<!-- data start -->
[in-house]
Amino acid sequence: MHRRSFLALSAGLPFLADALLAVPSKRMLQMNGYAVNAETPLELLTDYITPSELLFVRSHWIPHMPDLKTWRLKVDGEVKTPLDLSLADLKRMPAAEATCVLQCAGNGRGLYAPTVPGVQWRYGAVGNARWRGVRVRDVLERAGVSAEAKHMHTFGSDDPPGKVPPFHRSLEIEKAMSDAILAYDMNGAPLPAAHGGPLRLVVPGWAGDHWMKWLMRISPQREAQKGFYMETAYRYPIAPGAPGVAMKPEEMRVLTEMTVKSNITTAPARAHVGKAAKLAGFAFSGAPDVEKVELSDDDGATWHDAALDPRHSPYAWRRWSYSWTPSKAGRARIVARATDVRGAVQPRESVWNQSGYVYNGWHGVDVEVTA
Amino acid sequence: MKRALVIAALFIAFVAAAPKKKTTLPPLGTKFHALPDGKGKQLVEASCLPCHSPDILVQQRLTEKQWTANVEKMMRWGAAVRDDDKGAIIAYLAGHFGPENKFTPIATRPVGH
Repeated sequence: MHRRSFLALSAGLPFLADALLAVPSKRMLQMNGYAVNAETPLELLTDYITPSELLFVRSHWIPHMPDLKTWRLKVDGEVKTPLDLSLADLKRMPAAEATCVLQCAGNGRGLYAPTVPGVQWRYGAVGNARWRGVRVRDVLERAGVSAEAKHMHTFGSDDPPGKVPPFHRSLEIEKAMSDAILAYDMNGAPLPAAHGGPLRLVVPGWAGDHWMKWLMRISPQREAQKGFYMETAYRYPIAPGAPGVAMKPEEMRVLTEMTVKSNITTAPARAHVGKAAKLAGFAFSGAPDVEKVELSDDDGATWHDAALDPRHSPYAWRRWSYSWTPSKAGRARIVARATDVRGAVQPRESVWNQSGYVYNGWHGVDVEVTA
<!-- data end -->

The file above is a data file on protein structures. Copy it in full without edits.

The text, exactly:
[in-house]
Amino acid sequence: MHRRSFLALSAGLPFLADALLAVPSKRMLQMNGYAVNAETPLELLTDYITPSELLFVRSHWIPHMPDLKTWRLKVDGEVKTPLDLSLADLKRMPAAEATCVLQCAGNGRGLYAPTVPGVQWRYGAVGNARWRGVRVRDVLERAGVSAEAKHMHTFGSDDPPGKVPPFHRSLEIEKAMSDAILAYDMNGAPLPAAHGGPLRLVVPGWAGDHWMKWLMRISPQREAQKGFYMETAYRYPIAPGAPGVAMKPEEMRVLTEMTVKSNITTAPARAHVGKAAKLAGFAFSGAPDVEKVELSDDDGATWHDAALDPRHSPYAWRRWSYSWTPSKAGRARIVARATDVRGAVQPRESVWNQSGYVYNGWHGVDVEVTA
Amino acid sequence: MKRALVIAALFIAFVAAAPKKKTTLPPLGTKFHALPDGKGKQLVEASCLPCHSPDILVQQRLTEKQWTANVEKMMRWGAAVRDDDKGAIIAYLAGHFGPENKFTPIATRPVGH
Repeated sequence: MHRRSFLALSAGLPFLADALLAVPSKRMLQMNGYAVNAETPLELLTDYITPSELLFVRSHWIPHMPDLKTWRLKVDGEVKTPLDLSLADLKRMPAAEATCVLQCAGNGRGLYAPTVPGVQWRYGAVGNARWRGVRVRDVLERAGVSAEAKHMHTFGSDDPPGKVPPFHRSLEIEKAMSDAILAYDMNGAPLPAAHGGPLRLVVPGWAGDHWMKWLMRISPQREAQKGFYMETAYRYPIAPGAPGVAMKPEEMRVLTEMTVKSNITTAPARAHVGKAAKLAGFAFSGAPDVEKVELSDDDGATWHDAALDPRHSPYAWRRWSYSWTPSKAGRARIVARATDVRGAVQPRESVWNQSGYVYNGWHGVDVEVTA